Not many tournaments get a tournament angler more excited than the anticipation of going to a lake that has what Kentucky Lake has to offer. I can’t say that I went into this tournament with a solid game plan. I have fished about 10 tournaments there with about half being in the fall and each time the lake was quite different. With 160,300 acres of water to cover and not relying on the traditional grass flats it proved to be very difficult to establish any kind of pattern during practice. After 4 days of searching I felt that I had more of a few spots rather than a true pattern. I was fairly certain that I could catch a few fish but with it being a “spot” thing the weather could really have an impact on my success. My primary spot was a shell bed in 2.5 ft of water just off of the main river ledge.
Day 1 was one of days where everything just seemed to fall into place. My best spot started off very slow. I was catching fish on a 10” worm rigged on a ¾ ounce football jig but didn’t get a bite in the first hour. I could feel that I had to make an adjustment but that little voice in my head kept saying grind it out. Well this time I shut that voice out and tied on a ¾ oz spinnerbait. Within 30 minutes I boated 3 keepers including a 5 lb and 4 lb smallmouth. I ended up with just under 18 lbs and was sitting in 3rd place. Much better than I had ever anticipated.
Day 2 was a real grind. The fish went into short strike mode. I missed about 8-10 bites before finally putting on a trailer hook. After that, as you could probably guess, I didn’t get a bite for at least 4 hours. With 3 minutes to go I only had 3 fish and had all but given up. I’m sure that everyone has experienced those days when the drive home starts going through your head. Well my bad fortune had set in with enough time for me to plan my deer hunts for Saturday and Sunday. About the time that I was determining which stand I would hunt out of on Sunday I had a largemouth inhale my spinnerbait. Franticly, I through the fish in the live well and raced back to the weigh in. I was pretty certain that I was going to remain in check range but was totally blown away to find out that I was sitting in 10th place and made the top 12 cut.
Day 3 started out fairly well as I boated the first bite and still had 6 hours of fishing to go. 4 hours later I still only had 1 fish and my co-angler had 3. I was convinced that if my co-angler could catch his limit he would have a very good chance of winning the co-angler side. I asked him if he would like me to take him somewhere that he felt he could catch a couple of keepers. My spot had seemed to have dried up and I wanted him to do well. We ran towards the launch area and stopped on a main lake point leading into a creek. As soon as we got there the fish were feeding. I positioned the boat so that he could cast to them while I fan casted around the deeper area of the point. After boating his 4th keeper of the day it excited me to see how excited he was. Just after getting the boat back into position they began to feed again. I felt like I was watching a live event rooting him on. Every time a fish would blow up on his bait I would take a deep breath hoping that he would connect. Not paying attention to my own bait I heard a huge fish bust and turned around to see that my bait was gone. I set the hook and ended up boating one of the largest fish of the tournament (a 6lb 3oz largemouth). It’s funny how your focus changes after boating a big fish. I was back in it now and with all the activity it looked promising that I may be able to put myself into a position to grab one of the 6 All-American slots at stake. My excitement was raised after I boated my 3rd keeper. Well time was running out and we had to make sure that we weren’t late to the check in.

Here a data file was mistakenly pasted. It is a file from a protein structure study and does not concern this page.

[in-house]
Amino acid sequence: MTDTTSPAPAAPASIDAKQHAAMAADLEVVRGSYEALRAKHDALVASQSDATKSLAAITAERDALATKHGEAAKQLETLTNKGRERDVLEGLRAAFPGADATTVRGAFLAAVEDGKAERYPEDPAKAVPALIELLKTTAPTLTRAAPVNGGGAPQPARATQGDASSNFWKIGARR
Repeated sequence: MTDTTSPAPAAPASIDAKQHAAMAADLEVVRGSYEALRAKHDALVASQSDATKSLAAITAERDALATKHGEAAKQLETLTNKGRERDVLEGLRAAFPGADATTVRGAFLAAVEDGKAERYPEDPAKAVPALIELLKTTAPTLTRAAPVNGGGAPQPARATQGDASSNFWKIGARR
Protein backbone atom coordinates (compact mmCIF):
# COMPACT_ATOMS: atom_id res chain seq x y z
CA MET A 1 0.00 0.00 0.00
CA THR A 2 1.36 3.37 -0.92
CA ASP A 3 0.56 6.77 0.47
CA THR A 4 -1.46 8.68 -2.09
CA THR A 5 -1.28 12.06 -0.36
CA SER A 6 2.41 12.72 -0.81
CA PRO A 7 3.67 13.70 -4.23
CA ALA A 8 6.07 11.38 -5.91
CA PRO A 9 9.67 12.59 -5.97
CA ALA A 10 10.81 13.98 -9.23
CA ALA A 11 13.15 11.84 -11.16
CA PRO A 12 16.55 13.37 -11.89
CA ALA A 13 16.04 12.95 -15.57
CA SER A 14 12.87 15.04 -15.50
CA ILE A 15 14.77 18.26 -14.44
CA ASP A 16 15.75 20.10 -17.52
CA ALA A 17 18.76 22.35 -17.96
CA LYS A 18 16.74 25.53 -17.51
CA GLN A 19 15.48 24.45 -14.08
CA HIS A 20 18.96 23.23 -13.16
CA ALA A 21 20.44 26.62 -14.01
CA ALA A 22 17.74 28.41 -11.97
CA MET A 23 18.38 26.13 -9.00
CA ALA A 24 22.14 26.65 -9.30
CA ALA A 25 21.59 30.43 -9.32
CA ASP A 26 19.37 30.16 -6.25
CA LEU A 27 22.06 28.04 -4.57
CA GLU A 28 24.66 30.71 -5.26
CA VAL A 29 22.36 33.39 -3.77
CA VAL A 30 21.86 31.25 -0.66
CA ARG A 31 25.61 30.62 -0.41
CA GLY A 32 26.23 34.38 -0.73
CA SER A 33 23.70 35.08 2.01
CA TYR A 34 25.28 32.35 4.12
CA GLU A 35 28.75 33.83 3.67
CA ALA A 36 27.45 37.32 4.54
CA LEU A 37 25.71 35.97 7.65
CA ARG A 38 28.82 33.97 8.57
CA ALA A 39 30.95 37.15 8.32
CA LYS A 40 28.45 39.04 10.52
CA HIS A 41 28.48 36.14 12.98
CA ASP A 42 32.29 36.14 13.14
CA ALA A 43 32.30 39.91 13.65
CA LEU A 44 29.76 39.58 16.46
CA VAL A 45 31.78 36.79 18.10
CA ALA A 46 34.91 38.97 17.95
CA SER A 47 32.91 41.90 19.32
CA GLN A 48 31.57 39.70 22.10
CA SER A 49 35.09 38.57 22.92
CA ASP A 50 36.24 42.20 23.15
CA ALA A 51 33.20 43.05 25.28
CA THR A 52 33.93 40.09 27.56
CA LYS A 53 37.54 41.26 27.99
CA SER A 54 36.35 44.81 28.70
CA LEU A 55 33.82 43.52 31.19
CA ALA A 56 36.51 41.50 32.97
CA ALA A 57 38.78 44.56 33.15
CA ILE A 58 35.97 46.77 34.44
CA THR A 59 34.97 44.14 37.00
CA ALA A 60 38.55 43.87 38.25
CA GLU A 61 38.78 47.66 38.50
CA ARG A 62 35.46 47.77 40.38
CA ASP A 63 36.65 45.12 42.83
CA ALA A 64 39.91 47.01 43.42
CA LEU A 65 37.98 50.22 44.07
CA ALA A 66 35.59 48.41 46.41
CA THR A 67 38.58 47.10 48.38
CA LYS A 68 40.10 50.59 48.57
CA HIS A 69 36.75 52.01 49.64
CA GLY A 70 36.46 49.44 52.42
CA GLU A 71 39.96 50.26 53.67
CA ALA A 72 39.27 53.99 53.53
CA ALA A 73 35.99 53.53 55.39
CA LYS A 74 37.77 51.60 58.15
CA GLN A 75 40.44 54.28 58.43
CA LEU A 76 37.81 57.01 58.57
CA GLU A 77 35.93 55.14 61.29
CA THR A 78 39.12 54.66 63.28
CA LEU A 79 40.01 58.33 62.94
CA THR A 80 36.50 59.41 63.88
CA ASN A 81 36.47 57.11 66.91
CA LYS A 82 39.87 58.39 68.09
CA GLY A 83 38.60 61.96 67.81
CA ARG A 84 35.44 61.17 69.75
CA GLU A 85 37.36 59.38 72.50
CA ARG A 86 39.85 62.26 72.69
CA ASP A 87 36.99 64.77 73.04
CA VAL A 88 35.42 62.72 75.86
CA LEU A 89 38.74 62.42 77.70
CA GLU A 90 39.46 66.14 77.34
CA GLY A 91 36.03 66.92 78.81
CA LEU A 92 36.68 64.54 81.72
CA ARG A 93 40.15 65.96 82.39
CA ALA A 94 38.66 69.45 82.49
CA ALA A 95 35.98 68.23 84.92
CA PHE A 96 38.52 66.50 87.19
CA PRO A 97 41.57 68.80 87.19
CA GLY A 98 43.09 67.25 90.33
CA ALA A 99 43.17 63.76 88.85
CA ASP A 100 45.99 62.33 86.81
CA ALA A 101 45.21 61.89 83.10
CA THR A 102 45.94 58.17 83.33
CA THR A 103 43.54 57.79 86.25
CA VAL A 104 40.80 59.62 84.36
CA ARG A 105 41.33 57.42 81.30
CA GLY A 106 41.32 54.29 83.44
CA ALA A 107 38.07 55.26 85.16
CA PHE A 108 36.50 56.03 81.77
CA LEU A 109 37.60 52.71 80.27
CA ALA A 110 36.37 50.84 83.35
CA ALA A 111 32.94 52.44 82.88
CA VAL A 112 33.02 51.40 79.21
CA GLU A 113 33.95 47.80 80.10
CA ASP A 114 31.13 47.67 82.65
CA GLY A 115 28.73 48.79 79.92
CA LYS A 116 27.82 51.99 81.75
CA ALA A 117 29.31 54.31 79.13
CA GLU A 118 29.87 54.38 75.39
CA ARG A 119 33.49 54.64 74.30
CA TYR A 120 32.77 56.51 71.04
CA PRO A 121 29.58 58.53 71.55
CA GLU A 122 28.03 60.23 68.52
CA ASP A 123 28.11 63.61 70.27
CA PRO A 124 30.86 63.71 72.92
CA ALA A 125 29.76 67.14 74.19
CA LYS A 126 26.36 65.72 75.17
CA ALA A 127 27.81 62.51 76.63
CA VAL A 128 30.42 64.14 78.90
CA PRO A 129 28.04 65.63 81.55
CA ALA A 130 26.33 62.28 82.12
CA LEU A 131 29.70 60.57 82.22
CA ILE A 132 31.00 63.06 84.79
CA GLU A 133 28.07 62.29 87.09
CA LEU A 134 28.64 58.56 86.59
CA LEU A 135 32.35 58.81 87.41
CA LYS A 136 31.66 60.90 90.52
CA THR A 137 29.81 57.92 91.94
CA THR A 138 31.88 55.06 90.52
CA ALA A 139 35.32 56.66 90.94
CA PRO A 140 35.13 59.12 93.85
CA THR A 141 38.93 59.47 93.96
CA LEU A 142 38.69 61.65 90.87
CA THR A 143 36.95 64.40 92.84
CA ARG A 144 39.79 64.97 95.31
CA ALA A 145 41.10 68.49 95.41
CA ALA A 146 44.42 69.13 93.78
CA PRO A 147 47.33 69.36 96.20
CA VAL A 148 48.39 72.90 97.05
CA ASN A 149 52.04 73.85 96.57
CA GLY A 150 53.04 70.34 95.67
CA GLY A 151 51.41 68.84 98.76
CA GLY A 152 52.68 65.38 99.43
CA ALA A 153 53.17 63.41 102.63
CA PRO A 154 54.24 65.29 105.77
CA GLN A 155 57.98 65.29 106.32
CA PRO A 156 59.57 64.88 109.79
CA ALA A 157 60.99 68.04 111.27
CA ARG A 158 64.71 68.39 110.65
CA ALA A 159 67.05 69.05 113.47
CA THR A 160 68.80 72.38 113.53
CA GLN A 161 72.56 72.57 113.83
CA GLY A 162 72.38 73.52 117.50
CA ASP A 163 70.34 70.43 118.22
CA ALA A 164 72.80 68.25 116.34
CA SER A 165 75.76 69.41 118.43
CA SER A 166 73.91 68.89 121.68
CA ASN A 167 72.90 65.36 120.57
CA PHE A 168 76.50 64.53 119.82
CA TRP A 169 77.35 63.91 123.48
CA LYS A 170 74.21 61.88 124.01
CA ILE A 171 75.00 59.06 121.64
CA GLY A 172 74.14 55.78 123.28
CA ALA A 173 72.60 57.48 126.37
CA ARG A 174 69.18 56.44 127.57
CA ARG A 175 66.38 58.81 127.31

The weigh in for Day 3 was held at the local Wal-Mart so there was about a 2-hour delay between check in and the weigh in. When my co-angler and I weighed in we were both in first place. I was shortly dethroned but my co-angler held on to first place and ended up winning the tournament and a new boat. I couldn’t have been happier for him. Even though I missed out on the All-American by 10 ounces I was so blessed to be able to share such a memorable moment with a true gentleman. Winning is such a great feeling, but if you don’t win, being able to share in the excitement with someone that does comes close.